Let’s turn our attention from the Israelites and their great day of celebration and think about our circumstances and our lives. Let’s speak first of the parallels of our life with the situation of the Israelites. The Israelites were in captivity in Egypt under the terrible hand of Pharaoh. God hears their cries and delivers them. The final deliverance of God’s people comes from the blood of the Passover lamb. Our salvation is likened to God bringing the Israelites to the Promised Land. We were Satan’s captives with no hope of escape. God delivers us by the blood of the Lamb of God, and He is bringing us into His Promised Land. The Lord conquers the enemies of the Israelites and brings peace to Israel. God conquers our enemies. Sin is defeated. The grave and death are defeated. Jesus disarms the rulers and authorities of Satan and his underlings and makes a public display of them, having triumphed over them on the cross. No enemy may separate us from the love of Christ. The Israelites see the shekinah glory of God as a bright light emanating from the Ark of the Covenant. God shines His light into our heart, and we see the glory of God in the face of Jesus Christ. Instead of an Ark, God fills us with the presence of His Spirit. God sets King David on the throne to rule Israel with peace and justice. God sets Jesus on the throne to rule over us as the Prince of Peace and the Lord of lords. With Jesus as King, we live in perfect peace and prosperity. With this in mind, how are we to view this psalm? (Listen carefully.) God‘s Spirit gives the psalm to God’s people so that they may respond to His work in their lives. Singing, the proclamation of salvation and a heart attitude of joyful worship is God’s expected response for those who He delivers out of captivity and brings into His Promised Land. (this is how you are to respond) This Psalm represents how God’s people are to speak and worship after experiencing God’s glory at work in their lives. By the authority of King David, with a psalm written by Asaph, the people of Israel are told that they are to proclaim the salvation of God, they are to worship before Him, and they are to rejoice in the faithful judgment of a righteous God. The people of Israel are given testimony to declare, a song to sing, and a reason to rejoice (hold that thought). Last week, we talked about the deeds of evangelism. I admit I spoke in a way which brought conviction. My tone was too harsh. I have no good excuse to justify the manner which I expressed the call to evangelism. I ask for your forgiveness. As a pastor, I truly desire the best for our church. I desire for us to be in complete obedience to the Scripture. Sharing the gospel is a command, not a suggestion. Being silent about salvation is disobedience. Please, let’s not choose comfort over the joy of sharing the gospel. Let’s not choose the fear of man over the fear of God. We need to know that our flesh, and our enemy, fight against making Christ known. Our flesh struggles against prayer, reading the Bible, and putting to death the deeds of the flesh. But, if we want to see our flesh fight at its hardest, start sharing the gospel with your friends and neighbors. Our Father desires for us to fulfill His will. But, sharing the gospel is much more than obeying out of duty. Obedience brings blessing. When we share Christ with others, we experience the fullness of joy Jesus promises. We mature in our faith. We know Christ in deeper ways. We grow in our appreciation of the gospel. And, we share in His sufferings. This psalm is chosen because it is a fitting follow-up to last week’s message. Last week we heard we are to share the gospel. With this psalm, we learn why we are to proclaim good tidings of salvation. Psalm 96 speaks to the Israelites and teaches that God is to be feared. They are to tremble before Him. The Lord is judge over all the peoples. He is the Creator. Along with expressing that the Israelites are to fear God, the psalm reminds them of the Lord’s great and wonderful deeds. It is because of His glory; they are to proclaim good tidings of His salvation from day to day, to all the peoples, and to all the nations. Let’s ask ourselves a question. If God gives Psalm 96 to the Israelites because He desires for them to give a fitting response for His glorious work in their lives, what might be the expected fitting response God has for us? Should God expect less or more than what He expects from the Israelites?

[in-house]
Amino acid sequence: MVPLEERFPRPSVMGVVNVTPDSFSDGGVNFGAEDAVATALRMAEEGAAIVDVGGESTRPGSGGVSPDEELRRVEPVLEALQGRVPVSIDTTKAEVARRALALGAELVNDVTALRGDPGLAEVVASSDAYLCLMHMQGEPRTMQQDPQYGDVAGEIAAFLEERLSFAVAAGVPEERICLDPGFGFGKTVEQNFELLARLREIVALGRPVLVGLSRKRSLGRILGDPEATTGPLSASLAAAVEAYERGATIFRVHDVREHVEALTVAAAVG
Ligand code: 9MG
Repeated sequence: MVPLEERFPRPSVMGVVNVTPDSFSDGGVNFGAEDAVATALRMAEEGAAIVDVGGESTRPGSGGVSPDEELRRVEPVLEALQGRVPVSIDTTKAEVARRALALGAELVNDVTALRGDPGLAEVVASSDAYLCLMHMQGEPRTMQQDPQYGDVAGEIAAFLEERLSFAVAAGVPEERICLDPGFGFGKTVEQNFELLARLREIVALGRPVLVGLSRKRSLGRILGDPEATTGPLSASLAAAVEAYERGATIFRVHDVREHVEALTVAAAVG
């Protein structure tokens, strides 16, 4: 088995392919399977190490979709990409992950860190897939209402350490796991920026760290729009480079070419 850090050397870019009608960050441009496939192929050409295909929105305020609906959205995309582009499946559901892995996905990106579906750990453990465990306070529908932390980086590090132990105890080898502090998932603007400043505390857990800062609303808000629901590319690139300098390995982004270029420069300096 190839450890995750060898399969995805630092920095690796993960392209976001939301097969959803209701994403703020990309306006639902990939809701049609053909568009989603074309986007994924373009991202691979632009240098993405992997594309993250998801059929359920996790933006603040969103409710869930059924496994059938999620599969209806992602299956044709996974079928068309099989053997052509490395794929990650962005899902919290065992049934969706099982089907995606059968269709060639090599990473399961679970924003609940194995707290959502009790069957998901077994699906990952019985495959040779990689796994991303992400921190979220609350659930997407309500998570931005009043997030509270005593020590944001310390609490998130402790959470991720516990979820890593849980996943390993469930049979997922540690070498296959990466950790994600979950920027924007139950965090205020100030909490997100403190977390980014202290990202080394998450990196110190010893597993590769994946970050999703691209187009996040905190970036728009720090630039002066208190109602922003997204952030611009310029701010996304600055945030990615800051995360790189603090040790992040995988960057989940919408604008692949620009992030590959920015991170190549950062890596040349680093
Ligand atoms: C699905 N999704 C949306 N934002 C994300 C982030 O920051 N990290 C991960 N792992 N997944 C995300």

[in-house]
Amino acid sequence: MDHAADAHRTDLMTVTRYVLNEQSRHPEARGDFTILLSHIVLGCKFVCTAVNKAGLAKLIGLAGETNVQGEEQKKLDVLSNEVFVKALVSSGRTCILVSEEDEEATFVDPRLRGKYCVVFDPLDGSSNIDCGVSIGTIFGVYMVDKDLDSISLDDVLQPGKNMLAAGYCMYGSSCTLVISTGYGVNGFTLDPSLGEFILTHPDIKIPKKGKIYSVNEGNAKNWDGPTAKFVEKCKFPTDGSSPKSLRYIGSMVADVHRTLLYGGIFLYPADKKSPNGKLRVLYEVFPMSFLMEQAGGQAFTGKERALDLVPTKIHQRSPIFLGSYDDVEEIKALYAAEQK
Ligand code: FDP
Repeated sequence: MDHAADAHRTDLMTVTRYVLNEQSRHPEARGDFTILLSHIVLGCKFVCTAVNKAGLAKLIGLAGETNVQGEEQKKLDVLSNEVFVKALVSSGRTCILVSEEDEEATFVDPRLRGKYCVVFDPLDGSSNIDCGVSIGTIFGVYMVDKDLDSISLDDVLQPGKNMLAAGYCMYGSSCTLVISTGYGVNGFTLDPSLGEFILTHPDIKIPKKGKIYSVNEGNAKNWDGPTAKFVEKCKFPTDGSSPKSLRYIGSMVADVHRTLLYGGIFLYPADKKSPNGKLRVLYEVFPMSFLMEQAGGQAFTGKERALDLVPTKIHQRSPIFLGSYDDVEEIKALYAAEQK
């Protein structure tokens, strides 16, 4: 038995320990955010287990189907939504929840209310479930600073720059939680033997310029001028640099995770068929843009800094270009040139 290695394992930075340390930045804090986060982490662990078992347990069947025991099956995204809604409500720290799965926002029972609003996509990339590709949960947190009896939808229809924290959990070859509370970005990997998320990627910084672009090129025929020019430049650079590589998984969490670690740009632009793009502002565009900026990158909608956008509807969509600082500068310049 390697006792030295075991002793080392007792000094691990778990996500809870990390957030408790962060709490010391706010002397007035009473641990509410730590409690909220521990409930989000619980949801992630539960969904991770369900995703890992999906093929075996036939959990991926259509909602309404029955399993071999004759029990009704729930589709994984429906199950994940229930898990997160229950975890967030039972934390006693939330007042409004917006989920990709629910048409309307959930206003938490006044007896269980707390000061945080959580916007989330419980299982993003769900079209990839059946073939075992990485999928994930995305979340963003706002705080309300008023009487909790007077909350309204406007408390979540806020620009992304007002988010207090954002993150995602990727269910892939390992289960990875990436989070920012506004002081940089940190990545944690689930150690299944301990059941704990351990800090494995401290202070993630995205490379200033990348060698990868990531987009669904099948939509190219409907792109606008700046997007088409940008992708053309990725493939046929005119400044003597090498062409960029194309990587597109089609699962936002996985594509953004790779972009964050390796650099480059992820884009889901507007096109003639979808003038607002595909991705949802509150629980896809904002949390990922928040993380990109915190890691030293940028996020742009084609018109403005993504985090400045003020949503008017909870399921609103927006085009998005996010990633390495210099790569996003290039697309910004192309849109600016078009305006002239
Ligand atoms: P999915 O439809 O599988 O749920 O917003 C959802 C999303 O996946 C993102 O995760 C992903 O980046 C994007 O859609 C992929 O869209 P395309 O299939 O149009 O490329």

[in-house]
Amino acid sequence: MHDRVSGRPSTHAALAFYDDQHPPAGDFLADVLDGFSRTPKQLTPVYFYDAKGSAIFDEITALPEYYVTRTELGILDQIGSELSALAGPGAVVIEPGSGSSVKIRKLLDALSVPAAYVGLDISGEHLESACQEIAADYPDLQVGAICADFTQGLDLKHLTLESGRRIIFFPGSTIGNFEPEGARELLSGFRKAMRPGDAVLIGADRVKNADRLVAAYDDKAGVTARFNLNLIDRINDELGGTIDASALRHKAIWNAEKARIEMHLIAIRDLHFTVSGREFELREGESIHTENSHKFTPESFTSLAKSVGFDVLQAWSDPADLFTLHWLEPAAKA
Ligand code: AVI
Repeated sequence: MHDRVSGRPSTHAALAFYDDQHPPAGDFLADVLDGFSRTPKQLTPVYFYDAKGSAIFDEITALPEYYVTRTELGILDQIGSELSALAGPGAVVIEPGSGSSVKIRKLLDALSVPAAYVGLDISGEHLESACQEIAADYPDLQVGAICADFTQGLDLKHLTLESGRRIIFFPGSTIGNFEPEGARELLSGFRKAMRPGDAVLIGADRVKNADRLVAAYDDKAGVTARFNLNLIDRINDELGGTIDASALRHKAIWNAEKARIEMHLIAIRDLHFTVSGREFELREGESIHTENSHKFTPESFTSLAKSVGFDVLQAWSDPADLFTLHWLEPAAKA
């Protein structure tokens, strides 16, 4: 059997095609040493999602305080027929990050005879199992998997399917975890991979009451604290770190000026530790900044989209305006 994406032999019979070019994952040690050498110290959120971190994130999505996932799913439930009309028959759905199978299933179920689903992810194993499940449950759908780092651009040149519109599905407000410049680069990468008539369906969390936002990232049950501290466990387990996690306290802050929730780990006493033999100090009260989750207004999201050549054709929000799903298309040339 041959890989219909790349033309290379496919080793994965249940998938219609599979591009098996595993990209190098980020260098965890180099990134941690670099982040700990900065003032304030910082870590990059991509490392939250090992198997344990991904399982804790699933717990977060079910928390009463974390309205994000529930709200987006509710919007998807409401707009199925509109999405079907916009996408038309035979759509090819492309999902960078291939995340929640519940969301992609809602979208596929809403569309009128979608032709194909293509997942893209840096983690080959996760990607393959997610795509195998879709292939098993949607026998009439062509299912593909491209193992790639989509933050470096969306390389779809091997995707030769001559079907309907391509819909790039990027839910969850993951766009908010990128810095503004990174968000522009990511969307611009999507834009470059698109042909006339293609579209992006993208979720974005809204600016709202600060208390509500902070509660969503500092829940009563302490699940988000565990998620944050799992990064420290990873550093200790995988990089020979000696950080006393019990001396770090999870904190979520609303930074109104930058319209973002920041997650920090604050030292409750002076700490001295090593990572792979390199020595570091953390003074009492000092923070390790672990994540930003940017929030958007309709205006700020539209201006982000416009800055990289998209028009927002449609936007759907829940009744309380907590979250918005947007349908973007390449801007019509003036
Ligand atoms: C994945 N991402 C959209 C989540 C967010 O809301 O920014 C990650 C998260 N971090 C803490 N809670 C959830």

• If God expects the Israelites to express joy, worship, and proclaim His goodness because of the presence of the Ark in Jerusalem, what might He expect from us after we experience the presence of His indwelling Spirit?
  • What response does God expect from those who He delivers by the blood sacrifice of His Beloved Son?
  • What response does God expect from those whose greatest enemies of sin and death are defeated?
  • What response does God expect from those who He brings out from the clutches of hell and sits at His right hand in Christ with everlasting life?
Singing to the Lord is the response God expects. A heart attitude of worship and joy is the response God expects. Out of the abundance of a worshipful heart, the mouth speaks. The proclamation of the good tidings of His salvation from day to day is the response God expects. God expects that His people will never have a shortage of words about the glad tidings of His salvation. We have a testimony to share, a song to sing, and a reason to rejoice. Ours is not a one-time song or testimony, but one which is to take place day by day. Our proclamation of salvation is good tidings for all the peoples of all the nations. Go, therefore. Respond to the work of God’s glory in our life.